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Discussion Starter · #1 ·
Apparently California has decided that modifying the ECU is now grounds for an automatic smog fail, even if the car actually passes the test. I floated the question past a friend who works for Jim Wolf Technology and this is what he had to say.
"After some information from a customer, it appears that this is how the smog testing station will check your ECU: "CVN stands for "Calibration Verification Number", this is a fancy name for checksum. What the ECM (or TCM) does is add up all the numbers within each segment of the flash memory, the total of those numbers is what the CVN equals. This allows people with a TechII to quickly check the data in each segment is correct or unaltered (eg, the CVN matches a known program). If any data is altered within the segment then the checksum (CVN) will change or not match what it originally was." Just to note, if an ECU software change is done and it is done to not alter the "checksum", then it will likely not be detected as a modified or changed ECU. That is my thought on this so far."

I bring this up as my 2002 WRX was flashed or something when it was new. I don't know who did it (Might have been ECU TEK) , but I do know that the ECU is locked and cannot be reversed or changed. I do not know if the flash altered the "checksum" or not.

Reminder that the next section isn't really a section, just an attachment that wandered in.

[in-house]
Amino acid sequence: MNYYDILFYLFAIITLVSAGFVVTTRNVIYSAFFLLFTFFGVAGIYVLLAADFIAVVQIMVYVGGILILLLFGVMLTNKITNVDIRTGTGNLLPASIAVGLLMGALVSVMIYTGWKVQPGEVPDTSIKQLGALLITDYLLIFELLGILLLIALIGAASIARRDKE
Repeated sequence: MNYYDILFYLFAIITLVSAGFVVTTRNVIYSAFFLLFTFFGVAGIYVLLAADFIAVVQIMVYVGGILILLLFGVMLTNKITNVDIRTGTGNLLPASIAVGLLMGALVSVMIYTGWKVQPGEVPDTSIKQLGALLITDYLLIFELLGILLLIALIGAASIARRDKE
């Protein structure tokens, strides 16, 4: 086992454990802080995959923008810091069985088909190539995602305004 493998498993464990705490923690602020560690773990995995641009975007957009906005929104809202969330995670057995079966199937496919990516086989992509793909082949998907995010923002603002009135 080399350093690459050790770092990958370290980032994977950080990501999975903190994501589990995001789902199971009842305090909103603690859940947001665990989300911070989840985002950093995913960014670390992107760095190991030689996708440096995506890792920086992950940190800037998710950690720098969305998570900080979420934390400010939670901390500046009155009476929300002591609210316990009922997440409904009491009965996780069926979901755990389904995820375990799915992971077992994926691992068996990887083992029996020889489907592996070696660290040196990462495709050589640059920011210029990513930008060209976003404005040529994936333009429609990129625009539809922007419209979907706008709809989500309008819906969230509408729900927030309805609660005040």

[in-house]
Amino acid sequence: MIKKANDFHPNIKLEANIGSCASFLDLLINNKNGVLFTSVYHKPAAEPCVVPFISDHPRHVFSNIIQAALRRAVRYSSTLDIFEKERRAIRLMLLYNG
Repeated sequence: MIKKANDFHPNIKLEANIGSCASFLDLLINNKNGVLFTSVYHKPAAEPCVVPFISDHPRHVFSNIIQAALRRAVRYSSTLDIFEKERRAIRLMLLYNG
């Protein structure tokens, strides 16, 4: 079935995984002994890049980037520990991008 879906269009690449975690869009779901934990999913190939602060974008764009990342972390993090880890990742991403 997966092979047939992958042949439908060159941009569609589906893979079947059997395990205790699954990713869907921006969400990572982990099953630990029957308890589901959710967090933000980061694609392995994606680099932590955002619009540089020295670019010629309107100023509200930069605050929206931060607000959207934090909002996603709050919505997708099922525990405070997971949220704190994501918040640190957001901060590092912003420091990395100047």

How hard is it to swap an ECU out? Where is it located? I know from experience that some cars of that age do not allow you to swap the ECU without having a microchip that matches the key to allow the engine to start and stay running. (VW GTIs for example have this issue.) I don't know if Subaru did this sort of thing or not.

I would imagine swapping the ECU out isn't that big of an issue unless there is some antitheft deal like what VW was using at the time. Unplug the battery, locate the ECU, unplug the ecu, remove, replace, plug everything back in and reconnect the battery.

Does anyone have any thoughts on this?

Thanks,
Will
 

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Swapping the ECU is easy.

There is no anti theft.

It’s in the drinker side footwell near the center.
 

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Discussion Starter · #3 ·
My friend at Jim Wolf got back to me with some more info.

"I found out some more information. Our lab engineer checked and was able to find information that shows that the car manufacturers were required to report their ECU data starting in 2008. With that information it seems safe that 2007 and older models will not be affected by this ECU software smog check since the manufacturers never reported the data to the CARB from 2007 and back."

So, those of us with pre 2007 cars should be fine.

Will
 

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Dies this mean then that those with newer cars would have to buy a spare ECU and flash the spare? Am I understanding?
 

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That makes sense. Thanks for the post. It’ll help people in the future.
 
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